CD Review: Amsterdam Klezmer Band's 'Mokum'

Amsterdam Klezmer Band
Essay Recordings

The brash, Balkan brass is alive on this live recording of the Amsterdam Klezmer Band in the Netherlands. Sixteen long tracks showcase the group's magnificent playing abilities, danceable tunes, and lively vocals. The brass tunes and jaunty rhythms celebrate the Klezmer musical life with equal doses of gypsy, jazz, and folk melodies. Fans of Boban, Klezmatics, and other balkan music groups will quickly identify with the band's upbeat sense of style and brassy swagger not normally observed in comparable groups. Overall, the Amsterdam Klezmer Band is ideal for fans of klezmer, yiddish, gypsy, instrumental, brass band, and party music with a folksy side. ~ Matthew Forss

CD Review: Aly Keita's 'Farafinko'

Aly Keita

Hailing from the Ivory Coast, Aly Keita is a professionally-trained balafonist steeped in the ancient Mande traditions of West Africa. Ten tracks feature solo balafon music that is sure to excite the instrumental fan in all of us. The music is entirely void of vocals, which makes it a beautiful recording of balafon bounty. Fellow balafonist, Keletigui Diabate joins Aly on "Lafia." The lack of vocals provides a perfect backdrop for playing along or listening. Nearly forty-minutes of music provides a celebratory gateway into the world of African balafon music. Liner notes provide song details and inspirations. Perfect for African music fans, balafon fans, and West African aficionados of traditional, instrumental music. ~ Matthew Forss

CD Review: Kareyce Fotso's 'Kwegne'

Kareyce Fotso

Cameroonian, Kareyce Fotso, is a talented singer and guitarist to emerge out of west-central Africa. "So'A" is a guitar and vocal song that begins the album. The song possesses a heartfelt, yearning quality throughout. "Peu Be" adds a little more instrumentation with the berimbau, calabash, and sikko creating a more robust sound quality, while still remaining traditional. The lack of rock guitar additions or electronic musical mixtures is not necessary to create outstanding, African music. In this case, Kareyce creates emotive songs using nothing more than simple percussion and a guitar. Kareyce's voice is a thing of beauty. In a similar manner, Kareyce's voice is not too far off from Mali's Rokia Traore. Overall, Kwegne is a great, contemporary Cameroonian release of auditory happiness. In addition, liner notes contain information and/or lyrics for most of the eleven songs. ~ Matthew Forss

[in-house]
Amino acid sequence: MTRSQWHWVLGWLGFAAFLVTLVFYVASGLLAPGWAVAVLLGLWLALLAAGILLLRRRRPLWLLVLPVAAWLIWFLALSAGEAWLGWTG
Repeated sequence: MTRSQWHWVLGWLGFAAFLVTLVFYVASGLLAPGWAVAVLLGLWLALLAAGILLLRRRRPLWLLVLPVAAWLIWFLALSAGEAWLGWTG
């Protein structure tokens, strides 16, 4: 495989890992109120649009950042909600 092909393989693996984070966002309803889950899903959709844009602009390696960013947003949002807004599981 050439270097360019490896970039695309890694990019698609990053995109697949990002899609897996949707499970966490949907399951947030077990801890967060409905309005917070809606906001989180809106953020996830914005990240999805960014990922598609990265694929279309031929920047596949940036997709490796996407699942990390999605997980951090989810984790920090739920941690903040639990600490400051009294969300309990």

CD Review: Samba Mapangala & Orchestra Virunga's 'Maisha Ni Matamu'

Samba Mapangala & Orchestra Virunga
Maisha Ni Matamu
Virunga Records

Born in the Democratic Republic of Congo, Samba Mapangala has since worked in Uganda, Kenya, and the USA. Samba's Orchestra know how to entertain smooth, hip-swaying guitar lines that echo the golden era of soukous music. The Latin-influenced and Caribbean-tinged compositions reflect Central Africa's historical link to the Caribbean and Latin American regions. The jazzy, "Zanzibar," features guest vocals from Tanzanian vocalist, Bi Kidude. Not only is the album sweet, the title even connotes that "life is sweet." The swaying rhythms of the vocal track, "Jirani," provides a luscious array of rumba/reggae melodies. The upbeat and jazzy "Nipigie Simu" is a writhing hit that inspires one to dance the night away and never look back. Despite the forty-minute length, the music is varied, danceable, and rhythmic. Not to mention, the music carries on the rumba, soukous, and Afro-Latin musical connections that have put central Africa on the map. ~ Matthew Forss

CD Review: German & Claudia Khatylaev's 'Arctic Spirit: Music From The Siberian North - Sakha People'

German & Claudia Khatylaev
Arctic Spirit: Music From The Siberian North - Sakha People

Hailing from Yakutia, Siberia, German and Claudia Khatylaev perform traditional folk music with authentic, native instruments celebrating epic stories, animals, shamanic themes, and issues of daily living. Specifically, the music highlights the Sakha (Yakutia) culture in northern Siberia. The native instruments tend to sound like their natural environment--reindeer galloping, bird noises, wind blowing, and animal mating sounds. The Jew's harp (khomus) is the national instrument and it is featured on several tracks. The kyryympa, a horse-hair instrument similar to Mongolia's morin khuur, is another celebrated instrument and important fixture in Sakha society. A variety of drums and other percussive instruments, including the dungur, dzhargha, and aiaan elucidate the primordial sounds of nature. Over one hour of music captures the sincere music of the region with a 36-page booklet detailing the songs and instruments used. Some of the songs are more melodic than others. Many evoke sounds and images of nature's splendor without resorting to boring or dull compositions. Claudia's throat-singing is very enticing and variable, depending on the desired effect. Anyone interested in Russian folk music, shamanic music, Central Asian music, Mongolian folk, or anything released on the Sketis label will love the soothing, intriguing, and rarely-heard sounds from Yakutia on Arctic Spirit... It is chilling in a good way. The album can be purchased at,, or directly by emailing me at: ~ Matthew Forss